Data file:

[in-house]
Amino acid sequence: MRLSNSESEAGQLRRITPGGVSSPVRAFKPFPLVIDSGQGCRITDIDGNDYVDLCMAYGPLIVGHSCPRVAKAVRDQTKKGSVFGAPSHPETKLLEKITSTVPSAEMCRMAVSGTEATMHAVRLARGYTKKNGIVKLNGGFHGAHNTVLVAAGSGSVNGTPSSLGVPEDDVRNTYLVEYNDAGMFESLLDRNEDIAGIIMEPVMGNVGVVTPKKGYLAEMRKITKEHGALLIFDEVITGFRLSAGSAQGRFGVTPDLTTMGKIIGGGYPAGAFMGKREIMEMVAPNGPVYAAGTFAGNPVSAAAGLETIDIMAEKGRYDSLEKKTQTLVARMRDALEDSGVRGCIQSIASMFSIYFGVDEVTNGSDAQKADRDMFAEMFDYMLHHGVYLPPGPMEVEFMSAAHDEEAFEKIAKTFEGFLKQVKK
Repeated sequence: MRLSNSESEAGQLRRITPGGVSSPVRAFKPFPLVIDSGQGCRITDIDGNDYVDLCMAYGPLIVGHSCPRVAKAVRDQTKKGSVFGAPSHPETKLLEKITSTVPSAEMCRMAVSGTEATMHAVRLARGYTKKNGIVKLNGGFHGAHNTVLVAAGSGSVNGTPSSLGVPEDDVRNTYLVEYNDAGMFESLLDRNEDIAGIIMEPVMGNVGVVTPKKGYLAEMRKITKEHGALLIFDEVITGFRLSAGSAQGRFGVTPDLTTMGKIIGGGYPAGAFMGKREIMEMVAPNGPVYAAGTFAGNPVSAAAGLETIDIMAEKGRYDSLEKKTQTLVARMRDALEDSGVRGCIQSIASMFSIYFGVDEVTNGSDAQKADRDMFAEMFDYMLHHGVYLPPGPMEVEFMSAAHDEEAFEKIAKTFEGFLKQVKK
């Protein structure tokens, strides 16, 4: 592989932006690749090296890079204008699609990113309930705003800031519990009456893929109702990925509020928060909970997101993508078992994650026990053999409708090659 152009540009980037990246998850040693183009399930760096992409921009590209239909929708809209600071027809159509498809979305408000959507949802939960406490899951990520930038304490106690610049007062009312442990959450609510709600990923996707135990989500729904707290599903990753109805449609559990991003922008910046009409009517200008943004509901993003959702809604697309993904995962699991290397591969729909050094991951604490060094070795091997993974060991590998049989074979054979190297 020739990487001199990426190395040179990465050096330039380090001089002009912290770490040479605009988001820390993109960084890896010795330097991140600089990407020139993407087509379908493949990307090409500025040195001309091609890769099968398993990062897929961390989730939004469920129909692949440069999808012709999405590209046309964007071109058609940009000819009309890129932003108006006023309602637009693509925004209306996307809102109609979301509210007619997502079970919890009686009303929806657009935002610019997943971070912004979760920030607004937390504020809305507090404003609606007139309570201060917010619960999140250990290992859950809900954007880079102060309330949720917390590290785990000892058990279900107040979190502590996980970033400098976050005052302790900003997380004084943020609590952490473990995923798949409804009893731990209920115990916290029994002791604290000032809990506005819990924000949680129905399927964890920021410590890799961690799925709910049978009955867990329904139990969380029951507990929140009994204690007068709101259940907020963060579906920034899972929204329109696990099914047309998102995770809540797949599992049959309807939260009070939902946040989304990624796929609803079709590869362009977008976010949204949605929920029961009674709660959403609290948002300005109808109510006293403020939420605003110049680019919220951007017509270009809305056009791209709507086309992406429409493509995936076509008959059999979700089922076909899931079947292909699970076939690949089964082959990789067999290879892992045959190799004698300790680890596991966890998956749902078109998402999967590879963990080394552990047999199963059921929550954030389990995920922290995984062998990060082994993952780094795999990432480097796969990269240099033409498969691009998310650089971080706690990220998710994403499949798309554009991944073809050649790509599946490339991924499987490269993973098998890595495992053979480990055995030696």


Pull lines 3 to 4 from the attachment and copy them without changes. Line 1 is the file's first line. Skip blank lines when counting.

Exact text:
Repeated sequence: MRLSNSESEAGQLRRITPGGVSSPVRAFKPFPLVIDSGQGCRITDIDGNDYVDLCMAYGPLIVGHSCPRVAKAVRDQTKKGSVFGAPSHPETKLLEKITSTVPSAEMCRMAVSGTEATMHAVRLARGYTKKNGIVKLNGGFHGAHNTVLVAAGSGSVNGTPSSLGVPEDDVRNTYLVEYNDAGMFESLLDRNEDIAGIIMEPVMGNVGVVTPKKGYLAEMRKITKEHGALLIFDEVITGFRLSAGSAQGRFGVTPDLTTMGKIIGGGYPAGAFMGKREIMEMVAPNGPVYAAGTFAGNPVSAAAGLETIDIMAEKGRYDSLEKKTQTLVARMRDALEDSGVRGCIQSIASMFSIYFGVDEVTNGSDAQKADRDMFAEMFDYMLHHGVYLPPGPMEVEFMSAAHDEEAFEKIAKTFEGFLKQVKK
């Protein structure tokens, strides 16, 4: 592989932006690749090296890079204008699609990113309930705003800031519990009456893929109702990925509020928060909970997101993508078992994650026990053999409708090659 152009540009980037990246998850040693183009399930760096992409921009590209239909929708809209600071027809159509498809979305408000959507949802939960406490899951990520930038304490106690610049007062009312442990959450609510709600990923996707135990989500729904707290599903990753109805449609559990991003922008910046009409009517200008943004509901993003959702809604697309993904995962699991290397591969729909050094991951604490060094070795091997993974060991590998049989074979054979190297 020739990487001199990426190395040179990465050096330039380090001089002009912290770490040479605009988001820390993109960084890896010795330097991140600089990407020139993407087509379908493949990307090409500025040195001309091609890769099968398993990062897929961390989730939004469920129909692949440069999808012709999405590209046309964007071109058609940009000819009309890129932003108006006023309602637009693509925004209306996307809102109609979301509210007619997502079970919890009686009303929806657009935002610019997943971070912004979760920030607004937390504020809305507090404003609606007139309570201060917010619960999140250990290992859950809900954007880079102060309330949720917390590290785990000892058990279900107040979190502590996980970033400098976050005052302790900003997380004084943020609590952490473990995923798949409804009893731990209920115990916290029994002791604290000032809990506005819990924000949680129905399927964890920021410590890799961690799925709910049978009955867990329904139990969380029951507990929140009994204690007068709101259940907020963060579906920034899972929204329109696990099914047309998102995770809540797949599992049959309807939260009070939902946040989304990624796929609803079709590869362009977008976010949204949605929920029961009674709660959403609290948002300005109808109510006293403020939420605003110049680019919220951007017509270009809305056009791209709507086309992406429409493509995936076509008959059999979700089922076909899931079947292909699970076939690949089964082959990789067999290879892992045959190799004698300790680890596991966890998956749902078109998402999967590879963990080394552990047999199963059921929550954030389990995920922290995984062998990060082994993952780094795999990432480097796969990269240099033409498969691009998310650089971080706690990220998710994403499949798309554009991944073809050649790509599946490339991924499987490269993973098998890595495992053979480990055995030696």